Brenda Myrjam de Boer is the driving force behind the website www.polo-umpire.com
She has been playing for 20 years, is a teacher IN what and runs Polo Club Midden-Nederland in the Netherlands.
Her goal is to promote the use of independent umpires and fair play so that the match flows throughout.
Through polo-umpire.com, match organisers can find an umpire for their polo tournaments all over the world. The umpire has contributed in this section by presenting tips and tricks about rules and tactics.
Ignacio Fernandez Llorente – an official umpire of the Argentina Polo Association, is renowned for his helmet camera which he uses to film videos of polo games. He is the founder of the page www.poloin.com.ar which details penalties, tactics and polo tips.
The Polo Rules Course is good for all levels from elementary to advanced and includes many examples filmed at games in different countries. It is recommended to follow the order of the course and see it more than once to understand each example. Many videos are a compilation of the best moves in a game so players can see themselves playing for the first time in their lives. His videos are filmed from a referee’s point of view and are used not only to improve his own profession but make a contribution to the growth of this sport.
Saving energy is basic in women and children’s polo.
Says Ignacio, “I usually see how exhausting it is using the mallet. I have had lessons with 8-year-old children who could not lift the mallet and I would have to find a method for them to play and compete. When I say they could not do it, it is because I had to help them lift the mallet.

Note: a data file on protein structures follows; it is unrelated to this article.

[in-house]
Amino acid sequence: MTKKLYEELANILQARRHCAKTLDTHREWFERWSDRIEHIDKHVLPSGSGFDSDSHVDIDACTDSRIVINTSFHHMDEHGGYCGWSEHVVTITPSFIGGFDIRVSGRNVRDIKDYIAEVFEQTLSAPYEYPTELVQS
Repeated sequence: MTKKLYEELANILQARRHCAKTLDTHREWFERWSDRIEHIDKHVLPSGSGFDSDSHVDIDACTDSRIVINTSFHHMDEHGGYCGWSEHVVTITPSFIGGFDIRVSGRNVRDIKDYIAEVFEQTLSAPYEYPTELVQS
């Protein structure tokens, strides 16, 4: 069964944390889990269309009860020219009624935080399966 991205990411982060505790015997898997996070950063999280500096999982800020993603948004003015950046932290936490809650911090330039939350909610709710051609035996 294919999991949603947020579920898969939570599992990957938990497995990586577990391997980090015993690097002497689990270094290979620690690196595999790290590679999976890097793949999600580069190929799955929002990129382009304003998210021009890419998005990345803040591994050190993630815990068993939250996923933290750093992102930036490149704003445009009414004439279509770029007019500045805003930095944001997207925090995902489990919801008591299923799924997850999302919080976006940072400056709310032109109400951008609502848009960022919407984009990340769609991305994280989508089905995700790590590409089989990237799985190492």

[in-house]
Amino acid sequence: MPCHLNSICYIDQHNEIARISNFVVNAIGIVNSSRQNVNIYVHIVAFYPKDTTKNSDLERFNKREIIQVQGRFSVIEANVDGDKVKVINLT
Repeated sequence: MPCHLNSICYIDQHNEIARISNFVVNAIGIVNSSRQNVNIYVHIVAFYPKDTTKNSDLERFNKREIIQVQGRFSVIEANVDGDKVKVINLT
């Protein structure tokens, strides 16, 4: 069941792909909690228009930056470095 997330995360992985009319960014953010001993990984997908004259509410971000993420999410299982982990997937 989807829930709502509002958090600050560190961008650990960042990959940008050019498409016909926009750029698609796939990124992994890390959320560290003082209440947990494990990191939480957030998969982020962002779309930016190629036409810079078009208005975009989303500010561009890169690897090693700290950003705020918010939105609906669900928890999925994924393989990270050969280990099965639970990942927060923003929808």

For this reason, we did the following training which I strongly recommend for women. Do this exercise when you stick the ball, when training and in competitions.
Always leave the mallet up. Once you have struck the ball or used the mallet, with the same movement continue raising the mallet so it stays up or rests on your shoulder, if you feel more comfortable.
It can never stay down, because of the following:
– You would use all your strength in lifting the mallet and have no energy left to hit the ball.
– You may not hit it hard enough so you would have to hit it again; many times it is a bad shot.
– If you do not swing forward it will be a wrong shot.
– You may not be able to pass the ball.
– You waste time and the opposite team could score.
As you see, a short hit is extremely negative for the game. So I insist Mallet up!!
We see many shots where a bounced ball appears unexpectedly because it was wrongly shot by a player. If your mallet is up, you are always ready to hit it.
Once you achieve this, you need to practice that when the ball appears, you point to it, arch forward to the right so you can hit it again and take priority over the linear direction.
Girls, be careful with the throw in, as you have to leave the mallet down. Do not spin it. This will avoid mishaps.
If you manage to leave the mallet up not only will you improve your game but also save energy.”